Students’ Tattoos: Individuality and Self Expression

Tattoos are permanent and getting one is a big step. Make sure the tattoo studio and tattoo artist are licensed and reputable.

Tattoos are a highly personal form of self-expression for students. As emphasizes in ancient times, only those of high status or royal birth had them, and it was mostly women who were adorned. In more recent times, they have been worn by sailors and bikers.

How Is a Tattoo Created?

A tattoo is created by injecting ink about 1/8” under the skin – into the second layer or dermis – using a needle. The tattoo artist uses a machine that consists of a sterilized needle and tubes for the ink. The machine drives the needle rapidly into the skin, delivering the ink under the surface. Depending on the design, it can be time-consuming.

Although it can be a painful procedure, an experienced tattoo artist will know how to minimize the pain as much as possible. Some areas of the body, such as over bone, are just naturally more painful than others.

Choosing an Accredited Tattoo Studio

The first step in getting a tattoo is to find a licensed and reputable tattoo studio. Some students ignore this fact because they are looking for cheap options. The local health department should know the laws for the state, county, or city and be able to supply a list of licensed studios. If a particular studio has had complaints registered against them, the health department will have that information as well.

There are a few considerations to take into account when choosing a tattoo studio:

  • Is the studio clean? If not, there is a higher risk of developing serious infections.
  • Do they have an autoclave? An autoclave is a machine that sterilizes using heat, steam, and pressure and is the only acceptable method for sterilizing reusable items (needle bar, tubes, etc.) and clients should be able to watch it being used. If they don’t have an autoclave or don’t allow the process to be observed, find a studio that does.
  • Are they licensed? If so, they should have a list of references. It’s always a good idea to check references before deciding on a studio.
  • Do they follow the Occupational Safety and Health Administration’s (OSHA’s) Universal Precaution for Bloodborne Pathogens? This is crucial for reducing the possibility of exposure to HIV, Hepatitis B and C, bacterial skin infections, and dermatitis.

Preparing for the Procedure

Before the artist begins, he or she will use a germicidal soap to wash their hands, then clean and disinfect the work area. The sterilization process will be explained and all equipment will be removed from its sterile packaging in front of the client. Most of the items used by the tattoo artist, including inks, needles, and gloves, come in single-use packages. The artist will use disposable gloves throughout the process. The area that is to be tattooed will then be shaved and disinfected. The artist will either draw or stencil the design directly onto the client’s skin to use as an outline.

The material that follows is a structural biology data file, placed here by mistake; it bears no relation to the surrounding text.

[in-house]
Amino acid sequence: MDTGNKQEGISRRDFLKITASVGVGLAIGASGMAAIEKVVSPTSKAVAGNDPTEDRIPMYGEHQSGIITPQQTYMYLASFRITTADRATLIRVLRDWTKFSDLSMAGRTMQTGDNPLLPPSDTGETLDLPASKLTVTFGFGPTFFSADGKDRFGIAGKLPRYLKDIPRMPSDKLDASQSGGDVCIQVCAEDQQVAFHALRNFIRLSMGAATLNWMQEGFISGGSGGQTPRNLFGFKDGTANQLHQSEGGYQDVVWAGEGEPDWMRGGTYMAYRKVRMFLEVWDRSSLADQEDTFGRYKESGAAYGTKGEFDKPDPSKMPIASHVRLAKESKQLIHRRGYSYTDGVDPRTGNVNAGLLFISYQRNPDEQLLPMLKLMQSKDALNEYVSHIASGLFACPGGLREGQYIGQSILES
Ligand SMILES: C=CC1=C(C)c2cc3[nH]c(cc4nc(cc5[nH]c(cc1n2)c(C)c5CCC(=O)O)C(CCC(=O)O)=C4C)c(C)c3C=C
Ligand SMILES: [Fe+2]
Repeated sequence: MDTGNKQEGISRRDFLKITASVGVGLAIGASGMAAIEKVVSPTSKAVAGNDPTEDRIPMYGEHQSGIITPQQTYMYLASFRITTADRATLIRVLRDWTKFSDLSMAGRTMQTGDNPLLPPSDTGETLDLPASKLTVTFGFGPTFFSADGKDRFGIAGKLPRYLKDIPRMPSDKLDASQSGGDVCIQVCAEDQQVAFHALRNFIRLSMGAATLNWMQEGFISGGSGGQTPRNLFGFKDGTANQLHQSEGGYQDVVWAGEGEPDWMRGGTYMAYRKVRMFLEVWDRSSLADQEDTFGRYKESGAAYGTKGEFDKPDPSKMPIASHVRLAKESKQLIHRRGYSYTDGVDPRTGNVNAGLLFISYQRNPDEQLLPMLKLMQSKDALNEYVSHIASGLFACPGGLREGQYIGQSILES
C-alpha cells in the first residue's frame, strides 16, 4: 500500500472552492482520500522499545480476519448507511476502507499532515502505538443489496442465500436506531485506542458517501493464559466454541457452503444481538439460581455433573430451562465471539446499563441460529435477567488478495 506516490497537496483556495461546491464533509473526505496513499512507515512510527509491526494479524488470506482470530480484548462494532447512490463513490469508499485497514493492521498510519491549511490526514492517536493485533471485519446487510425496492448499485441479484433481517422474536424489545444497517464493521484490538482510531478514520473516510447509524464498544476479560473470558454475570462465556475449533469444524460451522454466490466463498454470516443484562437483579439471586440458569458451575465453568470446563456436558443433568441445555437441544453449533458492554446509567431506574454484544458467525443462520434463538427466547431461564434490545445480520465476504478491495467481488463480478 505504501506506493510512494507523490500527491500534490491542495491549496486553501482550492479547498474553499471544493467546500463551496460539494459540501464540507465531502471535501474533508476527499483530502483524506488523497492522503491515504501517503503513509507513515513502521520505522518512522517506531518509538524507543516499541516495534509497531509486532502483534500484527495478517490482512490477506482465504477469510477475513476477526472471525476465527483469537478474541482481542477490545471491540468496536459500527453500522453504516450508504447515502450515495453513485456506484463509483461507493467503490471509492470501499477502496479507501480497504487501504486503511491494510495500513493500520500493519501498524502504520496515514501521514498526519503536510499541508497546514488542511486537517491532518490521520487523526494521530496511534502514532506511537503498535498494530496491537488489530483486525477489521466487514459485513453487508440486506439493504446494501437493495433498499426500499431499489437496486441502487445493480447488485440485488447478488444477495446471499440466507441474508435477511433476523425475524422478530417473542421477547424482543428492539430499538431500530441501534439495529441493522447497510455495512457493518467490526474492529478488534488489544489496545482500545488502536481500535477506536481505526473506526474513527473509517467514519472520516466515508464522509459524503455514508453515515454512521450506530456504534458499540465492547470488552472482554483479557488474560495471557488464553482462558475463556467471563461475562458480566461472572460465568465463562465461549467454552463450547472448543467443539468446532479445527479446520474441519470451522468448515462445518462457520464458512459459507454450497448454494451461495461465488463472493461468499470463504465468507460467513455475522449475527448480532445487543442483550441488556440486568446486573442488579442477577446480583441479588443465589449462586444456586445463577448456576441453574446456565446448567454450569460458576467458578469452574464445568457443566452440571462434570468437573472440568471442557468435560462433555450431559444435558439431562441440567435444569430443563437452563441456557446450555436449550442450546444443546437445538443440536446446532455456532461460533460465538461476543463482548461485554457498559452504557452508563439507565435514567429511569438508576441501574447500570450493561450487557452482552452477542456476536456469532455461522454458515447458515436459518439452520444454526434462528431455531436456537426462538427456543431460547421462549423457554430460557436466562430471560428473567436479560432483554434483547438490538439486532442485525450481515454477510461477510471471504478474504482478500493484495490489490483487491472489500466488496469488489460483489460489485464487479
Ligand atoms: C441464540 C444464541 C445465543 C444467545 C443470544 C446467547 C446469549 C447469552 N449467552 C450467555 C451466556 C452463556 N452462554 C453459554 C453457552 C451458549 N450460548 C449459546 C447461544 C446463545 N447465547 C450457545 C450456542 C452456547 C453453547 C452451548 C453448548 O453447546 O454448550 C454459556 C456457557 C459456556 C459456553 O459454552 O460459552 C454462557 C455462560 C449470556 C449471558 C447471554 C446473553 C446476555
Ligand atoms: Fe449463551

The designs themselves can either be custom – drawn to the client’s specifications – or one the client chooses from those the studio has on display. The more elaborate the design, the more time it will take to complete and the more money it will cost. Intricate designs can take more than one session.

The Procedure

There are several steps involved in the creation of the actual tattoo:

  • Using the tattoo machine, thin ink, and a single-tip needle, the artist outlines the design on the client’s skin.
  • The outlined area is cleaned with antiseptic soap and water. Various needles and thicker ink will be used for the tattoo’s shading.
  • Once the shading is complete, the artist will again clean the area and then apply the color by overlapping lines to prevent missed sections.
  • Using a disposable towel, the artist will wipe away any blood. The new tattoo will be bandaged.

Aftercare of a New Tattoo

There is still a possibility of infection after the tattoo is finished. The artist will give the client instructions on how to care for the new tattoo. Here is an idea of what can be done to minimize the risk:

  • Leave the bandage on for at least two hours. Some artists recommend leaving the bandage on until the next morning.
  • After removing the bandage, wash the tattoo with mild soap and water, using the fingertips. Be sure to pat the tattoo dry – no rubbing!
  • A good ointment, such as one that contains vitamins A and D, should be used in thin layers several times each day for three to five days then use unscented body lotion for the next week.
  • The tattoo should heal within nine to fourteen days. Sometimes the tattoo will develop scabs – if so, they should be left alone. Scabs can cause scarring which can damage the design. Ointment or lotion can be used to help with itching if needed.
  • The sun can be detrimental to tattoos and cause the colors in the design to fade. Direct exposure to the sun should always be avoided when possible and if not, sunscreen with at least 30 SPF should be used.

Tattoos are meant to be permanent and can provide a lifetime of enjoyment. Some students due to their age regret getting a tattoo after it’s done but most people choose a design that they can see themselves with for the rest of their lives, something that holds personal meaning for them. If the tattoo is created by a professional and properly taken care of after completion, this form of self-expression can bring pleasure for years to come.